Saturday, September 10, 2016

61 Books: #43

The project: to read 61 books, of whatever sort—short, long; literature, schlock; prose, poetry: you name it—before December 4, 2016.

The first ten books can be seen here. The second ten are here. Nos. 21–42 are below this post.

43. Colson Whitehead, The Underground Railroad (2016) (9/9/16)
I had not read Whitehead before, but I will be reading more of him. He is a good storyteller, has a wonderful way with words, and—if this book is an indication—writes about people, issues, and history that we should all know and talk more about.

In the case of The Underground Railroad, he takes on the pre–Civil War South, and the stories of slaves. His heroine is Cora, a teenager whose mother disappeared into the night when Cora was nine years old. She is a strong young woman, and when a fellow slave invites her to join him in an escape attempt, she agrees. They are helped by white folks, and chased by other white folks. The underground railroad in this case is an actual railroad, stretching from state to state in dark tunnels. Along the way someone who comes to her aid tells her, "If you want to see what this nation is all about, you have to ride the rails. Look outside as you speed through, and you'll find the true face of America." She thinks often about this advice, and late in the story realizes, "It was a joke, then, from the start. There was only darkness outside the windows on her journeys, and only ever would be darkness." Over the course of her journey, she loses faith in many things, but gains faith in others.

The railroad is an apt metaphor indeed for a story that sees Cora enjoying relative safety for a while in a South Carolina city where blacks and whites mix fairly freely, before she must flee because a bounty hunter is hard on her trail. Her next stop, in North Carolina, sees her shut up in an attic, where from the window she can watch the weekly "entertainment" of speechifying and public lynchings. When the bounty hunter catches up with her again, she is rescued by some free blacks who take her to Indiana, where, again, she can live in relative contentment among other freedmen and escaped slaves. But that idyll, too, is destroyed through violence and fear.

The main chapters, labeled according to places Cora winds up, are interspersed with short profiles of people in her life: her grandmother, Ajarry, who was brought (i.e., bought) from Africa; Ridgeway, the bounty hunter; Stevens, a physician advocating sterilization of blacks; Ethel, the terrified white woman who reluctantly takes Cora in in North Carolina; Caesar, who invited her in the first place; and Mabel, Cora's mother, whose fate we finally learn, though Cora herself never does.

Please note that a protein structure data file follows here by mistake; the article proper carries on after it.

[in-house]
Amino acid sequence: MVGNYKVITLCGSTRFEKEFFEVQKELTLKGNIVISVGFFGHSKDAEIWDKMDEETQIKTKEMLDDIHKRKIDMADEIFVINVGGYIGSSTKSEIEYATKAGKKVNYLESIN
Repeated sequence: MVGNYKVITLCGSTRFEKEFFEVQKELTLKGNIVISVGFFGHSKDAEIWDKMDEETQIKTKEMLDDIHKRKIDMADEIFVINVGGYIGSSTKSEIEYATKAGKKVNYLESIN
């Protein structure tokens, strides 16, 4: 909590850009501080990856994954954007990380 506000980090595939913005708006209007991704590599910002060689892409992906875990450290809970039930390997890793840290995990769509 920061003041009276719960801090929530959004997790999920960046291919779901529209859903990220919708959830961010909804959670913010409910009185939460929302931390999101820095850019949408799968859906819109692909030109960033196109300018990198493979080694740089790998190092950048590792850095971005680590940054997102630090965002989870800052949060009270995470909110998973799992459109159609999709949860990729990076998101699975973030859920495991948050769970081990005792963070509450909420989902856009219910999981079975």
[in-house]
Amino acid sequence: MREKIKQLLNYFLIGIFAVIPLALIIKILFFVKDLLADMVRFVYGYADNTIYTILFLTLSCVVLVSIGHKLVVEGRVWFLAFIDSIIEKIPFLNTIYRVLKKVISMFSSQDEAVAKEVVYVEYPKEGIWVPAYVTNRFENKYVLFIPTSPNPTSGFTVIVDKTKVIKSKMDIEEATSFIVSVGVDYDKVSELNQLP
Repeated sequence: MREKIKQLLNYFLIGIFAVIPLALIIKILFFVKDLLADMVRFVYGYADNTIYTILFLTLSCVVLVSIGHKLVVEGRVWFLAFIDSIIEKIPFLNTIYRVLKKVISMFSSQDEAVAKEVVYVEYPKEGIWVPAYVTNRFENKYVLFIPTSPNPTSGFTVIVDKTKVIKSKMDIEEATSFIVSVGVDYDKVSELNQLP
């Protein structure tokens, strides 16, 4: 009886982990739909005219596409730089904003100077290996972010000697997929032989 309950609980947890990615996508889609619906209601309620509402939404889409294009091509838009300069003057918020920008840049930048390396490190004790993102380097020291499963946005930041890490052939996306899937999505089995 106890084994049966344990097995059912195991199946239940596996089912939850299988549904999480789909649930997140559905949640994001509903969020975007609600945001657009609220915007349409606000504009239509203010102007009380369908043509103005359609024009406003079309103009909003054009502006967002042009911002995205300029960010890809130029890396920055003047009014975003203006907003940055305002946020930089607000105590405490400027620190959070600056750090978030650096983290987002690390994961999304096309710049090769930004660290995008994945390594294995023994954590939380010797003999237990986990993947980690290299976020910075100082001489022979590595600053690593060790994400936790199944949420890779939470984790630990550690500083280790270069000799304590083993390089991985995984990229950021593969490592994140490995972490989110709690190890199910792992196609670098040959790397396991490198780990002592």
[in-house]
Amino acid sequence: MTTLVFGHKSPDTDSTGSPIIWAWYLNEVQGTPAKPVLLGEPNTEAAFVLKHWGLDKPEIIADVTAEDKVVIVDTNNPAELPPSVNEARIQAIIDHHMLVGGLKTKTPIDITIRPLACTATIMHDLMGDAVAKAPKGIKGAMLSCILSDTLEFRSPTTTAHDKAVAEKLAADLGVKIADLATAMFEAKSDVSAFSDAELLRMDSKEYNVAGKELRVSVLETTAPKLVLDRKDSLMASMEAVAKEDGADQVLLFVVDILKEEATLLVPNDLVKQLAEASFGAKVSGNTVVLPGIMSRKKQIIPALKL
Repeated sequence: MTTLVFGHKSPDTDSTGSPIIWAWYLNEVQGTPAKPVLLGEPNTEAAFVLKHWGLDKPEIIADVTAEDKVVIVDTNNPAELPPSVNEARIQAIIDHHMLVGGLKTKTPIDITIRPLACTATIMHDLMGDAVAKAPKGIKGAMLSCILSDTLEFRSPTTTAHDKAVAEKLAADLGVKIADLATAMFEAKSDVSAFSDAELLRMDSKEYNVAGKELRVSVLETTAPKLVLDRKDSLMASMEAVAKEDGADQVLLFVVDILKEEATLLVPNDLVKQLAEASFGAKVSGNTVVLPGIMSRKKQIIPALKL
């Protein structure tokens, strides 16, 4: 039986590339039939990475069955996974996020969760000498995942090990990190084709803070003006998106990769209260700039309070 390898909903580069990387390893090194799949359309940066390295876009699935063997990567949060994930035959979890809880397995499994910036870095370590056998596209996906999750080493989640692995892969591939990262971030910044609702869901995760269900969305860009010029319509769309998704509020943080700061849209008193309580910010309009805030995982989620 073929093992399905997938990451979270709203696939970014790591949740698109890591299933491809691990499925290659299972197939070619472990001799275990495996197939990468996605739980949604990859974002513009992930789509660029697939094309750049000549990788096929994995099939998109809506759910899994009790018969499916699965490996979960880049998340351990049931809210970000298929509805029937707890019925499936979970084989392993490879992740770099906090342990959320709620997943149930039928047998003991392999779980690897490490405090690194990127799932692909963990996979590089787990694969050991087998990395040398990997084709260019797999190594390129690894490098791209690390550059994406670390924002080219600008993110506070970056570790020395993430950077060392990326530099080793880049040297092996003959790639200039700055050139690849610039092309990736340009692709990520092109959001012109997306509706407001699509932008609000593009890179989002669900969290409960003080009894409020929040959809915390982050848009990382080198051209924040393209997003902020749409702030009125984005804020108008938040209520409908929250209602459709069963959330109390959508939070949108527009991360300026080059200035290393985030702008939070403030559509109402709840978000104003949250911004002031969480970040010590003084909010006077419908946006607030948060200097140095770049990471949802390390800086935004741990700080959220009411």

Here is a sample of the writing from the short chapter about Ajarry:

"Her price fluctuated. When you are sold that many times, the world is teaching you to pay attention. She learned to quickly adjust to the new plantations, sorting the nigger breakers from the merely cruel, the layabouts form the hardworking, the informers from the secret-keepers. Masters and mistresses in degrees of wickedness, estates of disparate means and ambition. Sometimes the planters wanted nothing more than to make a humble living, and then there were men and women who wanted to own the world, as if it were a matter of the proper acreage. Two hundred and forty-eight, two hundred and sixty, two hundred and seventy dollars. Wherever she went it was sugar and indigo, except for a stint folding tobacco leaves for one week before she was sold again. The trader called upon the tobacco plantation looking for slaves of breeding age, preferably with all their teeth and of pliable disposition. She was a woman now. Off she went.
     "She knew that the white man's scientists peered beneath things to understand how they worked. The movement of the stars across the night, the cooperation of humors in the blood. The temperature requirements for a healthy cotton harvest. Ajarry made a science of her own black body and accumulated observations. Each thing had a value and as the value changed, everything else changed also. A broken calabash was worth less than one that held its water, a hook that kept its catfish more prized than one that relinquished its bait. In America the quirk was that people were things. Best to cut your losses on an old man who won't survive a trip across the ocean. A young buck from strong tribal stock got customers into a froth. A slave girl squeezing out pups was like a mint, money that bred money. If you were a thing—a cart or a horse or a slave—your value determined your possibilities. She minded her place."

1 comment:

  1. I'm reading this right now. I will save your review to read when I finish the book:-)